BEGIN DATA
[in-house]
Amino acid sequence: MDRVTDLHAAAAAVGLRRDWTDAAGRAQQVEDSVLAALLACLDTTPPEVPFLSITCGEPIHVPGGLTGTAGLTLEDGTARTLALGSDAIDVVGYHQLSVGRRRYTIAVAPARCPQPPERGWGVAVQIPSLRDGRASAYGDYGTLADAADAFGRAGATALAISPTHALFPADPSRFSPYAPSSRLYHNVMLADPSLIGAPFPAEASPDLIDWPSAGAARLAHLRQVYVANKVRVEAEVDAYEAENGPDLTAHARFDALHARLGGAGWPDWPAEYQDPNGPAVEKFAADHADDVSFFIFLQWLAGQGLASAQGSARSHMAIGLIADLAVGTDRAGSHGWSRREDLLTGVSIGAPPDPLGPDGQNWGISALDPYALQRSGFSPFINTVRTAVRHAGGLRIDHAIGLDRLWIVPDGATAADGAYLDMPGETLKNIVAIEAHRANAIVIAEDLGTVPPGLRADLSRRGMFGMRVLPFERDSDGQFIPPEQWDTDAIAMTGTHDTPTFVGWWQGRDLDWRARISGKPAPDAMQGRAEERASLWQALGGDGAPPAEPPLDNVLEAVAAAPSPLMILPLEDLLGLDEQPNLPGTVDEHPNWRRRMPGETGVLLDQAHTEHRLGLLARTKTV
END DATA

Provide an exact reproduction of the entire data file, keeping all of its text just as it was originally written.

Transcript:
[in-house]
Amino acid sequence: MDRVTDLHAAAAAVGLRRDWTDAAGRAQQVEDSVLAALLACLDTTPPEVPFLSITCGEPIHVPGGLTGTAGLTLEDGTARTLALGSDAIDVVGYHQLSVGRRRYTIAVAPARCPQPPERGWGVAVQIPSLRDGRASAYGDYGTLADAADAFGRAGATALAISPTHALFPADPSRFSPYAPSSRLYHNVMLADPSLIGAPFPAEASPDLIDWPSAGAARLAHLRQVYVANKVRVEAEVDAYEAENGPDLTAHARFDALHARLGGAGWPDWPAEYQDPNGPAVEKFAADHADDVSFFIFLQWLAGQGLASAQGSARSHMAIGLIADLAVGTDRAGSHGWSRREDLLTGVSIGAPPDPLGPDGQNWGISALDPYALQRSGFSPFINTVRTAVRHAGGLRIDHAIGLDRLWIVPDGATAADGAYLDMPGETLKNIVAIEAHRANAIVIAEDLGTVPPGLRADLSRRGMFGMRVLPFERDSDGQFIPPEQWDTDAIAMTGTHDTPTFVGWWQGRDLDWRARISGKPAPDAMQGRAEERASLWQALGGDGAPPAEPPLDNVLEAVAAAPSPLMILPLEDLLGLDEQPNLPGTVDEHPNWRRRMPGETGVLLDQAHTEHRLGLLARTKTV